Court set aside the death penalty imposed on the singer Kano for blasphemy

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The Kano State High Court (Appeal Division) has set aside the death penalty levied on Yahya Sharif Aminu, a Kano-based musician, convicted of blasphemy.

Nuraddeen Sagir, the Chief Justice of the State, who presided over the court, delivered a verdict on Thursday.

He said that the trial was full of errors, as the defendant had not been granted proper counsel.

According to him, the decision of the Upper Sharia court infringed Section 2-6-9 of the Criminal Justice Act.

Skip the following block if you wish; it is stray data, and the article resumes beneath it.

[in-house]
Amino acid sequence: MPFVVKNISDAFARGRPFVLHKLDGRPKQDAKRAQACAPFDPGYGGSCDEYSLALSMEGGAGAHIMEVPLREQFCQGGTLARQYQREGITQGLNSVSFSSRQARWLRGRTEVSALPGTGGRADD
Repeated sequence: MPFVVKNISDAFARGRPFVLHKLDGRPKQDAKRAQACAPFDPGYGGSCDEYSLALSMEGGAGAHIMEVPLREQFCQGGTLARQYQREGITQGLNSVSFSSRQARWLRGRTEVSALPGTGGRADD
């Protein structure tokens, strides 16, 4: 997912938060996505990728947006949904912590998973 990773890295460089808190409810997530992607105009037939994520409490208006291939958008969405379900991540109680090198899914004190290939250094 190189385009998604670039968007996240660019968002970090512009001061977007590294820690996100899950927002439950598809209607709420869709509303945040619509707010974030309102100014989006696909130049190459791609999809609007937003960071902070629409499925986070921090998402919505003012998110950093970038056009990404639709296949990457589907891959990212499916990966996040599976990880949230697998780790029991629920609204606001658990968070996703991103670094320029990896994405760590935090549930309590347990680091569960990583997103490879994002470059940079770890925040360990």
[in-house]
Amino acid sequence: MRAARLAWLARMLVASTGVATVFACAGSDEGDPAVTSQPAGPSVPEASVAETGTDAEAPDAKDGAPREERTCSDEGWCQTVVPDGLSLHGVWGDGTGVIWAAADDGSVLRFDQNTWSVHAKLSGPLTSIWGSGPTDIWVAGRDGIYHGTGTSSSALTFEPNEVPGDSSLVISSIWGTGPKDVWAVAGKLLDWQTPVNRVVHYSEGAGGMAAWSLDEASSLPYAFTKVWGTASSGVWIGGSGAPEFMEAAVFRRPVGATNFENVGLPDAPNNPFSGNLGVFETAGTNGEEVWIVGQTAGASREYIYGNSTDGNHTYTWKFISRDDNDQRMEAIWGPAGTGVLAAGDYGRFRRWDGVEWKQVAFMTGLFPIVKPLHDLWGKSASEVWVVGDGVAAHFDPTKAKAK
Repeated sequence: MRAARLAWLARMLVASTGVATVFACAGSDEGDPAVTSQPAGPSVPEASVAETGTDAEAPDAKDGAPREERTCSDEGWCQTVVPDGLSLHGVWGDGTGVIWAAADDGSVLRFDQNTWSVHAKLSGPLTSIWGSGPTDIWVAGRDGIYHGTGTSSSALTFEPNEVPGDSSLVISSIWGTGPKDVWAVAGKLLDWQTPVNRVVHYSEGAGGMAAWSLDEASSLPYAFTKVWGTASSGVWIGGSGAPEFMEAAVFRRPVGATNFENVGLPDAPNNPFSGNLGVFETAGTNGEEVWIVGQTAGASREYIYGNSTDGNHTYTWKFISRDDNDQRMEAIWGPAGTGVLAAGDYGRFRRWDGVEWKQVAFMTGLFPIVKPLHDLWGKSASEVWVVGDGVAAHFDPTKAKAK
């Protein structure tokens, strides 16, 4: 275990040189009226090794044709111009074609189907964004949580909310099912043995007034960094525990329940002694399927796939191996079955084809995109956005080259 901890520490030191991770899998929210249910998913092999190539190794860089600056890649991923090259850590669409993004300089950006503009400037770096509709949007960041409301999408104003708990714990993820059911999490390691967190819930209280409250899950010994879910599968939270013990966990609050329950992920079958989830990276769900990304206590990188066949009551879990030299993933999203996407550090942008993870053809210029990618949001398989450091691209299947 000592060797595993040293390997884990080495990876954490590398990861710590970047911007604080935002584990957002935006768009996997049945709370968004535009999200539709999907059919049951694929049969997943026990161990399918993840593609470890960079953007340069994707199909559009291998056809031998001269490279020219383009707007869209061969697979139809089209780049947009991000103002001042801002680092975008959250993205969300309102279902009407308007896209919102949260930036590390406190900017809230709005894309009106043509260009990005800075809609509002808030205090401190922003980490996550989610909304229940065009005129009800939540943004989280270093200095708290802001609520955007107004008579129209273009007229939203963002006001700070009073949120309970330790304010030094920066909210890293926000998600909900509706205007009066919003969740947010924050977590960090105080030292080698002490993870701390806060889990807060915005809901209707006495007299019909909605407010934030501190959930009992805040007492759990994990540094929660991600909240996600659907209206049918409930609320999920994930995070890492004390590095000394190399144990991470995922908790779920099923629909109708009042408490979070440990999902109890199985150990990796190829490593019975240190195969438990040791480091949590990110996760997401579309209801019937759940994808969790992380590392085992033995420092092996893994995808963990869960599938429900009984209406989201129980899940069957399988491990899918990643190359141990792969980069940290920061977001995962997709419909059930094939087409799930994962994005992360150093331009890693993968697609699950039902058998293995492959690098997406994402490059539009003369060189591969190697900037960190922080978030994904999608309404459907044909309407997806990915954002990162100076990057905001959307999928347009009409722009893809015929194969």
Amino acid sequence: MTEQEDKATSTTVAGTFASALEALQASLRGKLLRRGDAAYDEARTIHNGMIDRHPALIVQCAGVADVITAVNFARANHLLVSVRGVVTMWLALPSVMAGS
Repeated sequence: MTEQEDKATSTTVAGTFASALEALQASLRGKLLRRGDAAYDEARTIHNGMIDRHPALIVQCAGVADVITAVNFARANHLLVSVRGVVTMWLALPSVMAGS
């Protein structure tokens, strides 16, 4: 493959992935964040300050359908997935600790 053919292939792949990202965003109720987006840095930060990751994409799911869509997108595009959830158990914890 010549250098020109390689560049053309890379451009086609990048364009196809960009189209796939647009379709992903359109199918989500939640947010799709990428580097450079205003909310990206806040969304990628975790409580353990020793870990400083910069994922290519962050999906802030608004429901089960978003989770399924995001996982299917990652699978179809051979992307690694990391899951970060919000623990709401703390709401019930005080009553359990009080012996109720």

The judge ordered that the appeal be re-tested by the same court and that the appellant be granted a fair hearing.

Sagir also directed that the appellant, who could be heard by another judge, be granted full legal representation.

The Shariah court in Kano sentenced the singer to death on 10 August 2020 after he was found guilty in a song of blasphemy against Prophet Muhammad.

This provoked a national indignation.

Abdullahi Ganduje, governor of Kano, said he would not spend time signing Aminu’s death warrant.

The United Kingdom rejected the death penalty passed on to the artist, claiming that people had the freedom to share their views openly and respectfully criticise self-righteousness.

In October, Aminu’s lawyers lodged an appeal before the State Court of Appeal.

Sagir has set aside the verdict and conviction of Umar Faruk, a 13-year-old boy who was sentenced to 10 years in jail for blasphemy.

 


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